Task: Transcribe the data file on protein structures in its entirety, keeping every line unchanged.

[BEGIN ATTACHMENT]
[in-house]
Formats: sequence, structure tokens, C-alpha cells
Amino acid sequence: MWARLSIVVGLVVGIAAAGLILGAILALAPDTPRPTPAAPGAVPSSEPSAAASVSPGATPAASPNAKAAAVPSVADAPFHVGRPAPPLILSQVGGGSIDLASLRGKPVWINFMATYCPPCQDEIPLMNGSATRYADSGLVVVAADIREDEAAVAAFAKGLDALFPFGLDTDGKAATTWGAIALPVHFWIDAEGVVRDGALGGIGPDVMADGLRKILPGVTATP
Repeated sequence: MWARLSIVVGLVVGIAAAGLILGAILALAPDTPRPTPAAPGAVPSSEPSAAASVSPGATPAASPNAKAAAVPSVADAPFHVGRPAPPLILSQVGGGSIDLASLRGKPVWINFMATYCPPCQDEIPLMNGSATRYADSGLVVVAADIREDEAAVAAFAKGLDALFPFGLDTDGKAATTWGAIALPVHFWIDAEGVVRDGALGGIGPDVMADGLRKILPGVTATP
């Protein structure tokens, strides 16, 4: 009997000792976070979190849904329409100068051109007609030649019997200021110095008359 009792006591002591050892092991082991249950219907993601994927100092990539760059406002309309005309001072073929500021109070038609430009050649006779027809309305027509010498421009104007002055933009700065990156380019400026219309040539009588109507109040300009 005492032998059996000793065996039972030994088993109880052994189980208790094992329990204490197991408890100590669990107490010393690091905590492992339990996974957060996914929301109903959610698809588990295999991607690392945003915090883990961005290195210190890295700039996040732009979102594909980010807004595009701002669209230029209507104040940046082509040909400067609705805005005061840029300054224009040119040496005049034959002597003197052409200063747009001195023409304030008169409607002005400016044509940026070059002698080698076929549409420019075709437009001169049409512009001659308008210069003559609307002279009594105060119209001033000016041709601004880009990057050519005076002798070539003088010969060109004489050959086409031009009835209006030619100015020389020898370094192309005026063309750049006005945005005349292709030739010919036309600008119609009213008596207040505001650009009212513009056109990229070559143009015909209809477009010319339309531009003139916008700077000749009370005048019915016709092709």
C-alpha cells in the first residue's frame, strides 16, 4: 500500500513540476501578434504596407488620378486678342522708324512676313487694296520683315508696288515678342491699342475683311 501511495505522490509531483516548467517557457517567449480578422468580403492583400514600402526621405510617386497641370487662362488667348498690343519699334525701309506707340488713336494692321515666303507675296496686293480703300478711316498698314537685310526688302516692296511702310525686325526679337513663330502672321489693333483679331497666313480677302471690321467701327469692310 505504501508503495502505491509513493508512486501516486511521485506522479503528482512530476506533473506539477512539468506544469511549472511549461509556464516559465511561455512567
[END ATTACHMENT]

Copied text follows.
[in-house]
Formats: sequence, structure tokens, C-alpha cells
Amino acid sequence: MWARLSIVVGLVVGIAAAGLILGAILALAPDTPRPTPAAPGAVPSSEPSAAASVSPGATPAASPNAKAAAVPSVADAPFHVGRPAPPLILSQVGGGSIDLASLRGKPVWINFMATYCPPCQDEIPLMNGSATRYADSGLVVVAADIREDEAAVAAFAKGLDALFPFGLDTDGKAATTWGAIALPVHFWIDAEGVVRDGALGGIGPDVMADGLRKILPGVTATP
Repeated sequence: MWARLSIVVGLVVGIAAAGLILGAILALAPDTPRPTPAAPGAVPSSEPSAAASVSPGATPAASPNAKAAAVPSVADAPFHVGRPAPPLILSQVGGGSIDLASLRGKPVWINFMATYCPPCQDEIPLMNGSATRYADSGLVVVAADIREDEAAVAAFAKGLDALFPFGLDTDGKAATTWGAIALPVHFWIDAEGVVRDGALGGIGPDVMADGLRKILPGVTATP
């Protein structure tokens, strides 16, 4: 009997000792976070979190849904329409100068051109007609030649019997200021110095008359 009792006591002591050892092991082991249950219907993601994927100092990539760059406002309309005309001072073929500021109070038609430009050649006779027809309305027509010498421009104007002055933009700065990156380019400026219309040539009588109507109040300009 005492032998059996000793065996039972030994088993109880052994189980208790094992329990204490197991408890100590669990107490010393690091905590492992339990996974957060996914929301109903959610698809588990295999991607690392945003915090883990961005290195210190890295700039996040732009979102594909980010807004595009701002669209230029209507104040940046082509040909400067609705805005005061840029300054224009040119040496005049034959002597003197052409200063747009001195023409304030008169409607002005400016044509940026070059002698080698076929549409420019075709437009001169049409512009001659308008210069003559609307002279009594105060119209001033000016041709601004880009990057050519005076002798070539003088010969060109004489050959086409031009009835209006030619100015020389020898370094192309005026063309750049006005945005005349292709030739010919036309600008119609009213008596207040505001650009009212513009056109990229070559143009015909209809477009010319339309531009003139916008700077000749009370005048019915016709092709």
C-alpha cells in the first residue's frame, strides 16, 4: 500500500513540476501578434504596407488620378486678342522708324512676313487694296520683315508696288515678342491699342475683311 501511495505522490509531483516548467517557457517567449480578422468580403492583400514600402526621405510617386497641370487662362488667348498690343519699334525701309506707340488713336494692321515666303507675296496686293480703300478711316498698314537685310526688302516692296511702310525686325526679337513663330502672321489693333483679331497666313480677302471690321467701327469692310 505504501508503495502505491509513493508512486501516486511521485506522479503528482512530476506533473506539477512539468506544469511549472511549461509556464516559465511561455512567